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ATO targeting holiday homes

The Tax Office has rental property owners in its sights this tax season with a large number of mistakes, errors and false claims made by some using their own property for personal holidays.

The ATO is reminding owners they cannot claim deductions for holiday homes that are not actually available for rent or only available to friends and family.

Private use is entirely legitimate although it does reduce an owner’s ability to earn income from the property.

Properties must be genuinely available for rent to claim deductions. This means you cannot use the property for your personal use or let friends and family stay rent-free and claim a deduction.

For those who rent the property to friends or family at “mates rates,” they must only claim deductions for expenses up to the amount of the income received.

In addition to rental properties, the ATO is investigating cases where taxpayers claim their property is available for rent but there is no intention of renting it out. Rental rates well above market rates and unreasonable conditions for prospective renters are just a couple of ways owners can be doing this.

The ATO will also be scrutinising incorrect rental property claims. Data matching technology allows the Tax Office to pick up attempts at over-claiming regardless of whether the mistake was deliberate or an accident.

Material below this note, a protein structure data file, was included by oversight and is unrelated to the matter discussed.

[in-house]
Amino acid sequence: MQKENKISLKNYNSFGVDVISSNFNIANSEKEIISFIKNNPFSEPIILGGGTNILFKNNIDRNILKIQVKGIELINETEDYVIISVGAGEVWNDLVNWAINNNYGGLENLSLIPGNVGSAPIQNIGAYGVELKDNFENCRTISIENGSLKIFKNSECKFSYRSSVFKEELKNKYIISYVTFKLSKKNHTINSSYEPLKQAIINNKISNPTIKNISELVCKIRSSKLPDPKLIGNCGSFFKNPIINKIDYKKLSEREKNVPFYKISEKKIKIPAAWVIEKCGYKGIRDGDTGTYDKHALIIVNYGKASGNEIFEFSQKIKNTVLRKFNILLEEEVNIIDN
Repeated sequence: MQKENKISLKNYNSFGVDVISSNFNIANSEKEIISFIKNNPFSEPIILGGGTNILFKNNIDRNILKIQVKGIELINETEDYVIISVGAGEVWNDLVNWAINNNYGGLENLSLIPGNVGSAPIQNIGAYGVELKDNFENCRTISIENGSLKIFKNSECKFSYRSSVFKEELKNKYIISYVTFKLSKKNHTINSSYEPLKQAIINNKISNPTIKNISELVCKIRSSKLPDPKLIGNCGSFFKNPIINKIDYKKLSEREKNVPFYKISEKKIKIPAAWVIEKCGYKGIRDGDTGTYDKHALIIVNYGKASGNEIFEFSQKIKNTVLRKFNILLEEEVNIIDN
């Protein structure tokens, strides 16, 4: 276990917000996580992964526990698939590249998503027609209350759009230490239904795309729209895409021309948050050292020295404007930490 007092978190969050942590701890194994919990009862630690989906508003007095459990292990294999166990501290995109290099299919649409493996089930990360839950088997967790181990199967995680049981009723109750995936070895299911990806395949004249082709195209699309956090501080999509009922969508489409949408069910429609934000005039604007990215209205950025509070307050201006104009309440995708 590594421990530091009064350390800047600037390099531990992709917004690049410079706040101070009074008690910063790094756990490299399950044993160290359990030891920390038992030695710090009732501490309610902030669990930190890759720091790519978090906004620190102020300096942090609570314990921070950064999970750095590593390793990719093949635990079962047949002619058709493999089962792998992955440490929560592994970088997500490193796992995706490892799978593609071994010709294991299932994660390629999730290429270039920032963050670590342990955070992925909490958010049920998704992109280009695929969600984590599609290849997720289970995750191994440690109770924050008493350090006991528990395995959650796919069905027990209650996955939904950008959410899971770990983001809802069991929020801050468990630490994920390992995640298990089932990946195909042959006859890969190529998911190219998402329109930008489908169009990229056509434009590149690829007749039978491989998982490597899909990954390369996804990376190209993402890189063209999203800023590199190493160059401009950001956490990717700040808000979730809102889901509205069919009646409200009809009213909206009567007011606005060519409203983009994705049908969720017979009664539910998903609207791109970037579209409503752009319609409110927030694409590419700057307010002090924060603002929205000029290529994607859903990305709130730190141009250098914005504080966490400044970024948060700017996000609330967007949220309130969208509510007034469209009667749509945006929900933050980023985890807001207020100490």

Property owners are advised to double-check their claims before lodging their tax return. They must remember to declare all rental income and only claim deductions for periods that the property is rented or genuinely available for rent at market rates.

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Tax on super death benefits for dependants vs non-dependants

July 9, 2020

A super death benefit is the super paid after a person’s death, usually to a nominated beneficiary. These benefits are subject to different tax treatments, depending on whether the beneficiaries are dependant or non-dependant.

Superannuation death benefits will generally be received tax-free by tax dependants, who are considered to be:

Dependants will not have to pay tax on the tax-free component of their super in the event that they:

However, they will be taxed at their marginal rate if they receive a capped benefit income stream and:

Not all super death benefits are subject to tax; for non-dependants, there is a taxable portion. This component is largely made up of after-tax super contributions that the deceased member has made.

Super death benefit payments are subject to tax when:

Non-dependants must calculate how much money in the super account is a:

The amount of tax non-dependants pay will be based on their marginal tax rate, however, this amount may be reduced by tax offsets. For the taxed element of the taxable component, the effective tax rate is your marginal tax rate of 17% (whichever is lower). For the untaxed element of the taxable component, the effective tax rate is 32% or your marginal tax rate (whichever is lower).